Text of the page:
Sloggi, a women’s underwear manufacturer owned by Triumph International of Zurich, Switzerland, is allowing itself to be strong-armed down the path to corporate dhimmitude.
It placed its billboards, which granted, demonstrate a slightly obsessive interest in the female derriere – after all, how many variations can a thong have, especially when viewed from the rear? – near two mosques in English cities, and at many other locations throughout Great Britain. The photos feature four or five women, facing away from the camera toward cartoon flowers, wearing nothing but a thong and a sunhat. One model holds a watering can. The caption is: It’s stringtime …
Despite the fact that Sloggi had legitimately rented the billboard space and was not showing or promoting anything illegal, the mosques in the vicinities demanded that the offending posters be removed.
According to Britain’s Sky News, the mosques complained to the Advertising Standards Authority (ASA), which ruled the ads were unlikely to cause widespread offense in general, but it urged Sloggi to be more careful in the future.
By any normal dealings in a democracy, this would have been the end of it. The company would have been irked by the ASA’s officious advice about being more careful in the future, but it would probably have avoided renting billboards for its underwear close to mosques, just to avoid the hassle. And the complainants would have let it go and waited until the natural span of those particular posters was over.
But not the mosques of Greater Manchester and Leeds. Insufficient respect had been paid to Islam.
This is a traditional tactic of the Islamic march to domination. One fight at a time, one street at a time, one billboard at a time, one school at a time, one book at a time, one TV news report at a time. Islam must always be acknowledged to be above Christianity, Judaism, Hinduism and other ancient religions.
The eventual state whereby Christians and Jews acknowledge Islam’s authority and superiority is called the dhimmitude. Dhimmis will be invited to convert to Islam, but if they do not, they will be allowed to continue to practice their own religions, although with restrictions, and they must profess submission to Islamic laws.
Shamefully, Sloggi is marching down that road.
According to The Yorkshire Evening Post, “Earlier this year, Muslims in Bradford [another city] ripped down a copy of the Sloggi thong poster which had been put up near one of their mosques.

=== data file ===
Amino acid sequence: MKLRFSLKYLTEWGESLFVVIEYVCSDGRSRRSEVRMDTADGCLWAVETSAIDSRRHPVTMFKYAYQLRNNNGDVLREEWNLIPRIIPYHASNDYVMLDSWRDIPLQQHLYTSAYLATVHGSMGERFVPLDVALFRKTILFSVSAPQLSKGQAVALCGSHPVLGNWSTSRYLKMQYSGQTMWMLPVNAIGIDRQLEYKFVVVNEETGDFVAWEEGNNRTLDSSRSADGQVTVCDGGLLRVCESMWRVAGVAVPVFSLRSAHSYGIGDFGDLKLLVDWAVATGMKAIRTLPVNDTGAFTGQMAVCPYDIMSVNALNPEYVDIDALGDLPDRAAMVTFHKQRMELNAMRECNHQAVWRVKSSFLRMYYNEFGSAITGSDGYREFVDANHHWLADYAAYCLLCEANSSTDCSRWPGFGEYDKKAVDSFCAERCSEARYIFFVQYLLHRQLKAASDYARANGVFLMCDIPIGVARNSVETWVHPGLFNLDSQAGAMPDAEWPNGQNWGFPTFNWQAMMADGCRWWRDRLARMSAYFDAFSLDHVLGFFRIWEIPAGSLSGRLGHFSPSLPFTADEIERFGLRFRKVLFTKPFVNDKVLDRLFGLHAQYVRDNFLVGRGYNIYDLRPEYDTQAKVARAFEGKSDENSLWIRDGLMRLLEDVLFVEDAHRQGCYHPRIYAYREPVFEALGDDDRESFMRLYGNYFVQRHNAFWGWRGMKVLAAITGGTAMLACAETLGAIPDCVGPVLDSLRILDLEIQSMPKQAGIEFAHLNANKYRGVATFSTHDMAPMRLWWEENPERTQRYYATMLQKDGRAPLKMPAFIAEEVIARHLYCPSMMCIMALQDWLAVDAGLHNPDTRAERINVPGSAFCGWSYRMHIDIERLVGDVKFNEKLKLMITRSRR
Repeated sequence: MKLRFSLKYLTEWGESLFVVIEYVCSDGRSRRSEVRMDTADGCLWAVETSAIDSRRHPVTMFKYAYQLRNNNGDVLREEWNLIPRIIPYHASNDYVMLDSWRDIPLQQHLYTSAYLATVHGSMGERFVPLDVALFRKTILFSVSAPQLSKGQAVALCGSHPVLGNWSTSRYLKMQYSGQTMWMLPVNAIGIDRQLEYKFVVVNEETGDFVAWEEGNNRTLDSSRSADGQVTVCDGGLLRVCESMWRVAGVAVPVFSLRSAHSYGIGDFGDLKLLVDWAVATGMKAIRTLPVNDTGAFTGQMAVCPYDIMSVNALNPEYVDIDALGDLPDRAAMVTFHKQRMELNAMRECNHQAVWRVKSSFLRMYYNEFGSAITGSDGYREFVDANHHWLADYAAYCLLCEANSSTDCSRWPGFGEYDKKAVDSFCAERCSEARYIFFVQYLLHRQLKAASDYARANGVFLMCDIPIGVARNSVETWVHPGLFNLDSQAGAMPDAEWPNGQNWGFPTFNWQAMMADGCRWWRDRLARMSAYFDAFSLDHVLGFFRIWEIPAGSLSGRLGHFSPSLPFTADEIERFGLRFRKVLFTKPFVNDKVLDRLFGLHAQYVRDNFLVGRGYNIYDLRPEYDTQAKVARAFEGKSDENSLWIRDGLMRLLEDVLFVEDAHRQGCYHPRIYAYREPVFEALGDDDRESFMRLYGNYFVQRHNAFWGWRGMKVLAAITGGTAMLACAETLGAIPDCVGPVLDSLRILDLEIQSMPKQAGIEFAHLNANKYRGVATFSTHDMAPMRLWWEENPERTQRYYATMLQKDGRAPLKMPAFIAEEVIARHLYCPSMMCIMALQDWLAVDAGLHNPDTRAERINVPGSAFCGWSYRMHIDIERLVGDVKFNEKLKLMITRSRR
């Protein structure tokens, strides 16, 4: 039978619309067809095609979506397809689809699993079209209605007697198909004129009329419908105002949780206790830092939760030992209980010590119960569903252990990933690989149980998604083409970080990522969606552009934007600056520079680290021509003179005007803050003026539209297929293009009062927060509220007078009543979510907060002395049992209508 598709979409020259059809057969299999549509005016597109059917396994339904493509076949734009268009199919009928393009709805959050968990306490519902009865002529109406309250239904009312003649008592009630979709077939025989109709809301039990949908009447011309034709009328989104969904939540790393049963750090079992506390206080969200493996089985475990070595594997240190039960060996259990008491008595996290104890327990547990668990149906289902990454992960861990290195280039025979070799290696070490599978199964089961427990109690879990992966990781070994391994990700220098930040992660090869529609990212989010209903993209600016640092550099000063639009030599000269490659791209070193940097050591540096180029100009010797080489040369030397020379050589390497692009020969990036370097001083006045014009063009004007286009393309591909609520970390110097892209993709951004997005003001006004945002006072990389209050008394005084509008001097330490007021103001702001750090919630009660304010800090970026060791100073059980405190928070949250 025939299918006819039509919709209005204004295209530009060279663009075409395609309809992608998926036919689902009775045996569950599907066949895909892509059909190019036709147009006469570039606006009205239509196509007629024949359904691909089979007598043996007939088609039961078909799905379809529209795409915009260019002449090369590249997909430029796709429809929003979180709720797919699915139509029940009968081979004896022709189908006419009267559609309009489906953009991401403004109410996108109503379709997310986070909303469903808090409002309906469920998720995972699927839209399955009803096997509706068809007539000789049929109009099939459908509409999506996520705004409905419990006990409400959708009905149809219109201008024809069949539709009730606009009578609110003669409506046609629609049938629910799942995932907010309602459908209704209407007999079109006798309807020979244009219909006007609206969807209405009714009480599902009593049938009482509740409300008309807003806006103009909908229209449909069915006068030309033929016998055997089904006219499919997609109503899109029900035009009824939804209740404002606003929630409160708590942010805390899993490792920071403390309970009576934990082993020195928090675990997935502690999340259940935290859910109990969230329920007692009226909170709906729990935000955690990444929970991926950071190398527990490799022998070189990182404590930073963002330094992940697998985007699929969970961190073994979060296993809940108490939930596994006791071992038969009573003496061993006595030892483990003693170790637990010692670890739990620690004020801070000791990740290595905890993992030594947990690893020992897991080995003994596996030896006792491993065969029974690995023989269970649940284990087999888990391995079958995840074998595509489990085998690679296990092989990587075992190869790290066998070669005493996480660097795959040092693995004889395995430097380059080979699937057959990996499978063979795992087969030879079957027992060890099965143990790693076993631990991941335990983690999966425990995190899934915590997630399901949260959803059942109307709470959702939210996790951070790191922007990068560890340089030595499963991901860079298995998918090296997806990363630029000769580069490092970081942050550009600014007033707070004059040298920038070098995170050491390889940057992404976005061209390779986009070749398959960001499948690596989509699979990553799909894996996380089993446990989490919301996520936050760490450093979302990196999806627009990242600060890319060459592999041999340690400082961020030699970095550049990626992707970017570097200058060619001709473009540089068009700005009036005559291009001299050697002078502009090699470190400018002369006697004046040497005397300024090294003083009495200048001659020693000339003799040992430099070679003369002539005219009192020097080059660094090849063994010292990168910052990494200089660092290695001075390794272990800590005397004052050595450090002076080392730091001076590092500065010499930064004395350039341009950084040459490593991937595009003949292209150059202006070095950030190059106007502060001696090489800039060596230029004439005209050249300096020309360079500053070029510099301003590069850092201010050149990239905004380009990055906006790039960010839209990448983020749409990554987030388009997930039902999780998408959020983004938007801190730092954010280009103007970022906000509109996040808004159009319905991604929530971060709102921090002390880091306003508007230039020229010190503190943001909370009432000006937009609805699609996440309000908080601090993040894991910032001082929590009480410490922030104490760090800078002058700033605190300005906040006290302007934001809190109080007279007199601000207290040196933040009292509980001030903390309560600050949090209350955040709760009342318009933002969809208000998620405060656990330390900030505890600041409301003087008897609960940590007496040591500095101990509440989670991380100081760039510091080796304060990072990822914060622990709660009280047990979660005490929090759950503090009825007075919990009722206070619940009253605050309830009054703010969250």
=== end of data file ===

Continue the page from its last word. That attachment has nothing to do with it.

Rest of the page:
“A spokeswoman for Triumph International said: ‘We had our posters taken down as soon as we realized they were causing some offense. In future we will ask our poster company to make sure there are no mosques in the vicinity of any advertisement like this.’”
Why? And how about the rest of the neighborhood to whom Islam is beyond irrelevant and who also might find the ad offensive?
According to The Daily Mail, which thoughtfully provided its readers with a click to enlarge the image of the offending poster, the ad campaign only attracted two complaints – the two from mosques in the north of England, which claimed the advertisement could corrupt young men and women of their faith.
In a later ruling, June 9, the ASA changed its mind and agreed with them and, for the first time in its 40-year history, banned a poster from being displayed near places of worship.
The Daily Mail reports: “Media clean-up campaigners reacted furiously, however, because the restriction applies only to mosques. They pointed out that it resulted from just two complaints - from mosques in the North of England - while leaders of Christian churches have complained about lewd advertising for years.”
(Yes, but the advance of Islam is … one tiny fight at a time … Calls to worship Allah five times a day broadcast over amplifiers attached to the four corners of mosques forced on those who do not believe in this god, in Dearborn, MI … sharia law to mediate civil disputes for Muslims in Ontario … one tiny triumph at a time, in the march to dhimmitude …)
John Beyer of the pressure group MediaWatch, said, “'There is no reason to believe that people attending a mosque would be any more or less offended by this poster than someone attending a church, or out shopping or taking their children to school.' He added, 'Christians are upset by this kind of public advertising. I know the ASA has been contacted about just these concerns for many years, yet it has done nothing. While we are delighted that Muslims are not going to be offended on their way to the mosque, the same rules should apply to Christians going about their daily business.
'Christian sensibilities are just as valuable and valid as those of Muslims.'”
Hark! The dhimmitude advances.